Bunion Surgery

Bunion is a foot deformity that changes the shape of the foot causing the big toe to turn inward, towards the second toe leading to pain and inflammation. A bunion is caused by incorrect footwear, joint damage, arthritis, and genetic disposition. Some of the commonly observed symptoms are pain, inflammation, bony bump on the side of the foot.

Bunion may be corrected with conservative treatment or surgery. If the conservative treatment does not treat the bunion pain, then your surgeon may recommend bunionectomy, surgical removal of a bunion. The main goal of the surgery is to remove painful deformities, restore normal bone alignment, and prevent recurrence.

This surgery involves shaving the inflamed tissue around the big toe joint using a shaving drill. A part of the bone in big toe is cut to straighten the toe (osteotomy). Ligaments are tightened and adjusted in a proper direction. Screws and pins are used to fuse the bones together. After the surgery, your surgeon may instruct you to wear crutches to prevent weight bearing. Some of the complications of the surgery include infection, stiffness of the toe, loss of blood supply to the toe, and over-correction. Over-correction leads to turning of the big toe outward (Hallux varus). However, these complications can be corrected.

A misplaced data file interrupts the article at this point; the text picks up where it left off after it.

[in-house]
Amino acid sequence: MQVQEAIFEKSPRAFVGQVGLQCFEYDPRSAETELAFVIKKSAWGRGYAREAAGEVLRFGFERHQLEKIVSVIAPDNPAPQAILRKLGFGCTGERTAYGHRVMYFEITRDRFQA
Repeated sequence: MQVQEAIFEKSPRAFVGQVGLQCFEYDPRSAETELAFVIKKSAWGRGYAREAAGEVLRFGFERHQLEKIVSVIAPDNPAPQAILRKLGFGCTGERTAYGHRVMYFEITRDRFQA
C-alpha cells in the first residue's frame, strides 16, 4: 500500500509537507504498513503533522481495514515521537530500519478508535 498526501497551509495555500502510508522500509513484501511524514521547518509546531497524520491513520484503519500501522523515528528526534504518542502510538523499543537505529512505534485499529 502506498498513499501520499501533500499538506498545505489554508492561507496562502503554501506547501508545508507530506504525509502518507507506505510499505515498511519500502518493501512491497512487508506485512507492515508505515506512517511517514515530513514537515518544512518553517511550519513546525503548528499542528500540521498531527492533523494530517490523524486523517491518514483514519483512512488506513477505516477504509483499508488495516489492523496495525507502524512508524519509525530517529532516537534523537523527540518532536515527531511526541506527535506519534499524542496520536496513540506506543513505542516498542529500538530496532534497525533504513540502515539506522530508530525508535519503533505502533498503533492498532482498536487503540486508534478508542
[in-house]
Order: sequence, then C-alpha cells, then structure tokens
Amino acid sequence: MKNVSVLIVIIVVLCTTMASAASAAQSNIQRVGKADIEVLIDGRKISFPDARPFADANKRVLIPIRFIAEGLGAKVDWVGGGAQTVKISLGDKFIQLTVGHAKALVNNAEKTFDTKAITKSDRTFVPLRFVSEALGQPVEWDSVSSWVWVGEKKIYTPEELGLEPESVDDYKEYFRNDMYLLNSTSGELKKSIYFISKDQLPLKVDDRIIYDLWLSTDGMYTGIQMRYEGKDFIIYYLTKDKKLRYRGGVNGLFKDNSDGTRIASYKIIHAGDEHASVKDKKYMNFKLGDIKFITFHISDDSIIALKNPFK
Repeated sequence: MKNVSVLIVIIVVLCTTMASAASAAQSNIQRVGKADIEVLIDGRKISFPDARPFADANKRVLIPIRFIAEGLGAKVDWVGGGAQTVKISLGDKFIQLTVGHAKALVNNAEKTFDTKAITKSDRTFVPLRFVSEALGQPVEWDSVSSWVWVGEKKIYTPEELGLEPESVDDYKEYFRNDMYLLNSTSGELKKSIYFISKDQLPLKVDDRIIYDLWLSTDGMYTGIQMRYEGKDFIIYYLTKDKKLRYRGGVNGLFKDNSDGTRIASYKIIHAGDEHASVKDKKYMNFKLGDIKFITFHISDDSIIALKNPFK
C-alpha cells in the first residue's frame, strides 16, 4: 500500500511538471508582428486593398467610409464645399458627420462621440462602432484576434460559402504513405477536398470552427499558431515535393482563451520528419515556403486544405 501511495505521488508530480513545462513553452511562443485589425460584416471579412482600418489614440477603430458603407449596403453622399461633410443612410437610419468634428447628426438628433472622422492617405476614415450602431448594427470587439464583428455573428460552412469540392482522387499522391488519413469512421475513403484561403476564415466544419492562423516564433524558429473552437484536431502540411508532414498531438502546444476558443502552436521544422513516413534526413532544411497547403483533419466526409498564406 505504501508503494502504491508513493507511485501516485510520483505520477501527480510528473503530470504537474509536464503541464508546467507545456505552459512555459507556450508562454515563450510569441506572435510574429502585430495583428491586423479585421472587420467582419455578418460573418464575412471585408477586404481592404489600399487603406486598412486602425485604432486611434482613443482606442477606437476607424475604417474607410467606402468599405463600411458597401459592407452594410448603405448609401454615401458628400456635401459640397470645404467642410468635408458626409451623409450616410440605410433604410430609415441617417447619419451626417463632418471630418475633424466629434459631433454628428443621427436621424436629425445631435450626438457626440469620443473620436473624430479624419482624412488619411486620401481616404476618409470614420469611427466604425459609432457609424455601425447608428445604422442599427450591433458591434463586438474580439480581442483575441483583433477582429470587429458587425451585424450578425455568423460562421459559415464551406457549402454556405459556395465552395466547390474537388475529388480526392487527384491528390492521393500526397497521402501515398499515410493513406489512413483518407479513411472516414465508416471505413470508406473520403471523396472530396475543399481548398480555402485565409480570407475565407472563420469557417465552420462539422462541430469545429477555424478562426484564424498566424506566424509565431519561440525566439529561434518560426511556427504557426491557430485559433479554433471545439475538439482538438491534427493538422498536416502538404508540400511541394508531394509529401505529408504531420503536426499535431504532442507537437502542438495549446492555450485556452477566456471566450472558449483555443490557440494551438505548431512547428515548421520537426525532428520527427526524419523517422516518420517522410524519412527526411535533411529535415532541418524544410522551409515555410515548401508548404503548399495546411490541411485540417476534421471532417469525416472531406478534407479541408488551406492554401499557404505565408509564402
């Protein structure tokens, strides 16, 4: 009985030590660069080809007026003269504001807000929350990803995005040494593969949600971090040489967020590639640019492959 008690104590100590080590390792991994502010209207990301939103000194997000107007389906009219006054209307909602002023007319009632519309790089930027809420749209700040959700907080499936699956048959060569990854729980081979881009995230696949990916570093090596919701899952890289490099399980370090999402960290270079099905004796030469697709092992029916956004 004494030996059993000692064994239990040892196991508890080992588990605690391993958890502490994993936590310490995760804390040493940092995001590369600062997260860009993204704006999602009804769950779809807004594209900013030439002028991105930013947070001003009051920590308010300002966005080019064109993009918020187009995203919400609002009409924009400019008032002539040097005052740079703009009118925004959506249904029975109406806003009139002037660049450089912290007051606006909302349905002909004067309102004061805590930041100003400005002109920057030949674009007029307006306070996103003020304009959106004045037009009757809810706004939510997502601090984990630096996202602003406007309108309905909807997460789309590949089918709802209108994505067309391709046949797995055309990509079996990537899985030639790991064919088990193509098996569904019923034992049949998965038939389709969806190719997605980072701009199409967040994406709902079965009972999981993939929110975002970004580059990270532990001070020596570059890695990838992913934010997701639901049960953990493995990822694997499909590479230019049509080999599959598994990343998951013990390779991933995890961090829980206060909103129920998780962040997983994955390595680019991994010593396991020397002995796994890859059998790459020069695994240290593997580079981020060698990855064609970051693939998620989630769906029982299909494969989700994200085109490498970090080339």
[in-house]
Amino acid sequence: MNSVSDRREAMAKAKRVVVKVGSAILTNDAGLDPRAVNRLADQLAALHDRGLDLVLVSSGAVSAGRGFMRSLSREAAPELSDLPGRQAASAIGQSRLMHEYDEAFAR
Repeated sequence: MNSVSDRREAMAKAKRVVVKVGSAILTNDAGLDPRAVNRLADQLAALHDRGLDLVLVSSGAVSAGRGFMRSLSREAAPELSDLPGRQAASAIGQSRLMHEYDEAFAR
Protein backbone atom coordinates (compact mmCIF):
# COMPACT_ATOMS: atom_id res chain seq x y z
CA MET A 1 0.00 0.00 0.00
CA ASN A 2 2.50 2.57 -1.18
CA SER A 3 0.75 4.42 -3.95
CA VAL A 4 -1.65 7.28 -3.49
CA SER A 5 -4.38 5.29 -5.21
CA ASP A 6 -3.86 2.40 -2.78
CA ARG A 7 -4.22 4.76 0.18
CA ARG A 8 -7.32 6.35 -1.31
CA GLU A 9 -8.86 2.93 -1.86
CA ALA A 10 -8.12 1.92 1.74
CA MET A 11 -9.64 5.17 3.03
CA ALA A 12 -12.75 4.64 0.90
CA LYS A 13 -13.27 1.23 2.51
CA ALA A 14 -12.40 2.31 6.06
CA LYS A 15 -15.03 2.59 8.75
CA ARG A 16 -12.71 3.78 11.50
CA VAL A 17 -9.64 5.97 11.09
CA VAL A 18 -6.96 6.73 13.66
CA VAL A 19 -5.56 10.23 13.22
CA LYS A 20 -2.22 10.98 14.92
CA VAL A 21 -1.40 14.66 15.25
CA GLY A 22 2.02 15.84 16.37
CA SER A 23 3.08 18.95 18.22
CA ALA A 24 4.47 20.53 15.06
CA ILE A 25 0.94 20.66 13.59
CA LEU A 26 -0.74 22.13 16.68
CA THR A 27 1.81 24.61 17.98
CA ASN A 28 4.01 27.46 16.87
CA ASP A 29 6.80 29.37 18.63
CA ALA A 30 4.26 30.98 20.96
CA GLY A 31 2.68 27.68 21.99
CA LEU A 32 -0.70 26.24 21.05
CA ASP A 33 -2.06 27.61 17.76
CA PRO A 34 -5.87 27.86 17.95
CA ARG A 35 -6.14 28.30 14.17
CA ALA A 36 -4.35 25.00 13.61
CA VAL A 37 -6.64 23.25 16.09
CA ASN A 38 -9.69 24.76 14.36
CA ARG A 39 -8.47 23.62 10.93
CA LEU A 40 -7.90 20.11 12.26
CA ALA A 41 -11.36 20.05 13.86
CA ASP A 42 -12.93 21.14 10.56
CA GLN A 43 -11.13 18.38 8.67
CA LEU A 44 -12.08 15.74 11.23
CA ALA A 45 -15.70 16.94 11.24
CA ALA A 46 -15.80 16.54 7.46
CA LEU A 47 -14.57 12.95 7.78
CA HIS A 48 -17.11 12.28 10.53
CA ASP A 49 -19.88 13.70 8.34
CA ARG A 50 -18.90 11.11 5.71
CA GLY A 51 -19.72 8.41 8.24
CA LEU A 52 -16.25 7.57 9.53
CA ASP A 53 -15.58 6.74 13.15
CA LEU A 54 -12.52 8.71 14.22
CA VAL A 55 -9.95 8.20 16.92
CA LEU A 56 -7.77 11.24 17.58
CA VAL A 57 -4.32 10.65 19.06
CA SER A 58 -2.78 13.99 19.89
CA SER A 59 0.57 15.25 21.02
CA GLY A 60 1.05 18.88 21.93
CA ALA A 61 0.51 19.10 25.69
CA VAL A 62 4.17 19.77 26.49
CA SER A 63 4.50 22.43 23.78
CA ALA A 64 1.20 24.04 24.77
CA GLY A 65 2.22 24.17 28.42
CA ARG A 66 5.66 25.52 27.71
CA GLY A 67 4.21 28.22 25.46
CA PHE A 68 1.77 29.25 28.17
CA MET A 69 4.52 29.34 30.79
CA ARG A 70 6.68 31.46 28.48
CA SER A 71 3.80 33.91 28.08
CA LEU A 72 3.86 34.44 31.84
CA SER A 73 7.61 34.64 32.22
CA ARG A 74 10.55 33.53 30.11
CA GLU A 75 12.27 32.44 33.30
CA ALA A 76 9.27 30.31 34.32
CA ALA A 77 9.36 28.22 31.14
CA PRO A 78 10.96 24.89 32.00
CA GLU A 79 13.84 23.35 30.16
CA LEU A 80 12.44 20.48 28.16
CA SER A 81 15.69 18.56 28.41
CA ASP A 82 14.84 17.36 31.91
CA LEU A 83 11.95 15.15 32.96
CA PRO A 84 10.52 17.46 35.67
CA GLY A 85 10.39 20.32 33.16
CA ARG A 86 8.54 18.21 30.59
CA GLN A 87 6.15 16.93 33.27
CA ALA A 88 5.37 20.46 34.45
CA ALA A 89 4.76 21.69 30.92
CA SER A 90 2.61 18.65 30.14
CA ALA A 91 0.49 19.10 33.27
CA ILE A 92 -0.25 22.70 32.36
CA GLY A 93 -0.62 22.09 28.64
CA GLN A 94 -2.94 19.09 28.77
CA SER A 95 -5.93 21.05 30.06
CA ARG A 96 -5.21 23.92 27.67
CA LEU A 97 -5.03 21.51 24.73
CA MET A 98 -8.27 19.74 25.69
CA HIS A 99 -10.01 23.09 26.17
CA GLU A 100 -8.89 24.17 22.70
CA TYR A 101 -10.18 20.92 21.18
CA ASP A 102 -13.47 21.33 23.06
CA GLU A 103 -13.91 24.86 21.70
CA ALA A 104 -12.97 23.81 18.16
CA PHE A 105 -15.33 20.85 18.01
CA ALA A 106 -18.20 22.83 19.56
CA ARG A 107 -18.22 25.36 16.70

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COVID-19 Limitations and Telemedicine Visits

Due to COVID-19, we’ve limited our operations to help maintain social distancing and limit the spread of the virus. We are seeing urgent issues and new injuries in the office and are also offering Telemedicine visits to all established patients. To schedule a Telemedicine visit, please call 619-299-8500, option 2.

 

Patient/Visitor Guideline Update

In an effort to minimize the risk of COVID transmission, provide a safer environment and promote social distancing, we are asking that patients avoid bringing visitors to their appointment. Additionally, we are respectfully asking that children not accompany any adult patient unless there is a medical necessity.

We are also requiring that any patient or visitor wear a face covering before entering our facility. We do not have enough masks on hand to give them out, so patients and visitors must bring their own. Thank you for understanding and for helping us keep you and your greater community healthy.

 

Scheduling Surgeries

The hospitals and surgery centers are in the process of planning for elective surgeries. This will most likely be a staged process, with the most urgent cases, such as cardiac procedures and organ transplants, going first. As soon as we are given the ok to schedule surgeries by the facilities, we will reach out to anyone who has had their surgery pending.

 

As always, we appreciate our patients and thank you for your patience during this difficult time. We wish you and your families good health, now and always.